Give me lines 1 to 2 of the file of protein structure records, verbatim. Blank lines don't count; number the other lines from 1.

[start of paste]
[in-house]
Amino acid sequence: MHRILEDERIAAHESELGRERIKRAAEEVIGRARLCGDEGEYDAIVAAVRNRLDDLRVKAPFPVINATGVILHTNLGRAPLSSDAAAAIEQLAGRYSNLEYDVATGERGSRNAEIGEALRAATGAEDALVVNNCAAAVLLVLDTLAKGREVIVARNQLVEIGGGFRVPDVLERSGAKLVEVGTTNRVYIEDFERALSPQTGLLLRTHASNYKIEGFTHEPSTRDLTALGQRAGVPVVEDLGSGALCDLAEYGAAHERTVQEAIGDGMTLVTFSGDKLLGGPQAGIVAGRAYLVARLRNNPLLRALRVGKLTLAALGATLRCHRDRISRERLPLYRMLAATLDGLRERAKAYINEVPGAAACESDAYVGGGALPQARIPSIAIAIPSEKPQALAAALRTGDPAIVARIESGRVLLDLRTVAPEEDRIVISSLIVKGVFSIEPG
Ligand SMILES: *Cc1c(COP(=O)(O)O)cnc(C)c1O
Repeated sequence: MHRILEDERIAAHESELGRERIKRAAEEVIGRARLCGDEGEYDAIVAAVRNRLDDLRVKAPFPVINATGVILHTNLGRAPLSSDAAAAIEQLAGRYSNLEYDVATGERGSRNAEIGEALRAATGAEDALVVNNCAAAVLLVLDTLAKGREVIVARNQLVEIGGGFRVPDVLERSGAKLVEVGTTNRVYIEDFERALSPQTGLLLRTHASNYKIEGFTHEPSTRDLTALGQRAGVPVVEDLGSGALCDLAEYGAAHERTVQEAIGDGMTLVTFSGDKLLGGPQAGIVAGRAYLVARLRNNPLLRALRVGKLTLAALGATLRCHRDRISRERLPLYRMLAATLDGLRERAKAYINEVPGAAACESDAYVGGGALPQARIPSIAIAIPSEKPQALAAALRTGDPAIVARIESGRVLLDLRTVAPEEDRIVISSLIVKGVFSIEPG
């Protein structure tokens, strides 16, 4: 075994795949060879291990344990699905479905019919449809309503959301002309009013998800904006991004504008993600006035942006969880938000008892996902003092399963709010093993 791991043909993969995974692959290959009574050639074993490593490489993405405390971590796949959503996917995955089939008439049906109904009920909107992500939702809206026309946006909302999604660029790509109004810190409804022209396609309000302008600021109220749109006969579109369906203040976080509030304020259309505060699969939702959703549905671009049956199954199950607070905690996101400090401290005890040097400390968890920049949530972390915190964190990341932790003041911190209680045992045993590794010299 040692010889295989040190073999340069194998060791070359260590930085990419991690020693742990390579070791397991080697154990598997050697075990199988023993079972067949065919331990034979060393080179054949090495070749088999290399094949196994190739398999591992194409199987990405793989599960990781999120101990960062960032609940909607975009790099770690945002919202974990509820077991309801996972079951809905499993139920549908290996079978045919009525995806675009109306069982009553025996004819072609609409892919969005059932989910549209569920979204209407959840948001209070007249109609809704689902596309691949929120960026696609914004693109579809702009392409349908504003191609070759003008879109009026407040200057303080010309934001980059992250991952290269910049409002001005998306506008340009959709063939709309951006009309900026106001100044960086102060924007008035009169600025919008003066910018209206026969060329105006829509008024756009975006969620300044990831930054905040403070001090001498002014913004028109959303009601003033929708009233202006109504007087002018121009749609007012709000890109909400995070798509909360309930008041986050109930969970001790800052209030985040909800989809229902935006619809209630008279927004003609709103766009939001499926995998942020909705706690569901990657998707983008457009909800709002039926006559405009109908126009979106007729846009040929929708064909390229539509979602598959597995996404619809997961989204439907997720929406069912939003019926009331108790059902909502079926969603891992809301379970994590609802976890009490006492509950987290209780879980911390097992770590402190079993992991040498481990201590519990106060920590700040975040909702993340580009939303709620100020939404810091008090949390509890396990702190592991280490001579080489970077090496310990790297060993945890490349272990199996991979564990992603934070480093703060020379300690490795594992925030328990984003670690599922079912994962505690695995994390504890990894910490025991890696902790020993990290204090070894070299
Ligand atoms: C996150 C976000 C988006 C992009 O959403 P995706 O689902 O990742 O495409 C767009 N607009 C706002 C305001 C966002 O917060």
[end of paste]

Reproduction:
[in-house]
Amino acid sequence: MHRILEDERIAAHESELGRERIKRAAEEVIGRARLCGDEGEYDAIVAAVRNRLDDLRVKAPFPVINATGVILHTNLGRAPLSSDAAAAIEQLAGRYSNLEYDVATGERGSRNAEIGEALRAATGAEDALVVNNCAAAVLLVLDTLAKGREVIVARNQLVEIGGGFRVPDVLERSGAKLVEVGTTNRVYIEDFERALSPQTGLLLRTHASNYKIEGFTHEPSTRDLTALGQRAGVPVVEDLGSGALCDLAEYGAAHERTVQEAIGDGMTLVTFSGDKLLGGPQAGIVAGRAYLVARLRNNPLLRALRVGKLTLAALGATLRCHRDRISRERLPLYRMLAATLDGLRERAKAYINEVPGAAACESDAYVGGGALPQARIPSIAIAIPSEKPQALAAALRTGDPAIVARIESGRVLLDLRTVAPEEDRIVISSLIVKGVFSIEPG